The Obama administration says, try talking to truculent states instead of squeezing or bombing them. In its own way, this is an eminently imperial approach.
BUENOS AIRES — President Barack Obama is redirecting U.S. foreign policy, and it is no trivial shift. Washington has opened a dialog with Cuba, applying a tone that is not only already a radical departure from what it has been for decades, but is also bound to change further in the near future.
In Myanmar, it is using all its diplomatic might to sustain Myanmar's fledgling democracy against the autocratic designs of its army. Of course, we also know that it is negotiating and forging agreements on nuclear proliferation with Iran, which itself has shifted toward more moderate positions. This too was a historic step, though it provoked the irritation, if not ire, of two Washington allies, Israel and Saudi Arabia.
These are three strategic zones: the American continent, southeast Asia and the ever-simmering Middle East. Obama most recently told The New York Times that a country with overwhelmingly superior strength should also have confidence. He said the United States should see itself as capable of trying out possibilities without constant fear of endangering itself.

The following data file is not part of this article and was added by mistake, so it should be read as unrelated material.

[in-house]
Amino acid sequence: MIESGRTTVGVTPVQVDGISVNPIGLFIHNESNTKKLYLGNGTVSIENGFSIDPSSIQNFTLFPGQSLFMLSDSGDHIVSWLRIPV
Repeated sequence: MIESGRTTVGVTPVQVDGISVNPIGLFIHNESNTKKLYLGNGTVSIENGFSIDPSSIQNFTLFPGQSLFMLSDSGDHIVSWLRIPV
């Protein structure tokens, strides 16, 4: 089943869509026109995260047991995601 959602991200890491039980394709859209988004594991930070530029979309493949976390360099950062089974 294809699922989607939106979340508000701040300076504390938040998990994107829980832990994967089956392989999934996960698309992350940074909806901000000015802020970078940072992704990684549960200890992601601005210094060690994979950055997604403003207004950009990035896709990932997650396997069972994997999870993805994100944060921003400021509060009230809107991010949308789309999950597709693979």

While the shift is decisive, it also contains a clear, straightforward message. For we shouldn't imagine that the U.S. President just realized his country was powerful. The point is, the United States is now displaying its power in another way. It does not fear negotiations. Its change of tack is also a recognition of past failures.
Negotiations are at the center of diplomacy and politics, even if certain obtuse people see them simply as weaknesses.
Progress in talks with Cuba will mean that very soon, the idiotic embargo will be forgotten and a new reality will take shape, with immediate regional repercussions. Venezuela has already taken note, amid increasing pressures over the state of human rights there by non-governmental organizations.
The draft agreement with Iran, announced days ago, still requires much work with that country, as well as with United States' fearful allies and the U.S. Congress itself and right-wing Republicans. But even the deal's most vociferous critics cannot deny the enormous impact it can have on the international sphere.
Obama has said he would like Congress not to meddle in these affairs, but he cannot stop it from doing so, nor impede a public debate on the deal that could subject him to vicious criticisms. Other powers that helped broker the deal, like Russia, have warned that the provisional text was a step toward easing tensions but, obviously, cannot assure a successful outcome.
And yet, this opportunity — like others being revealed — should not be spurned: the world is now seeing an American stab at using reason to resolve international conflicts.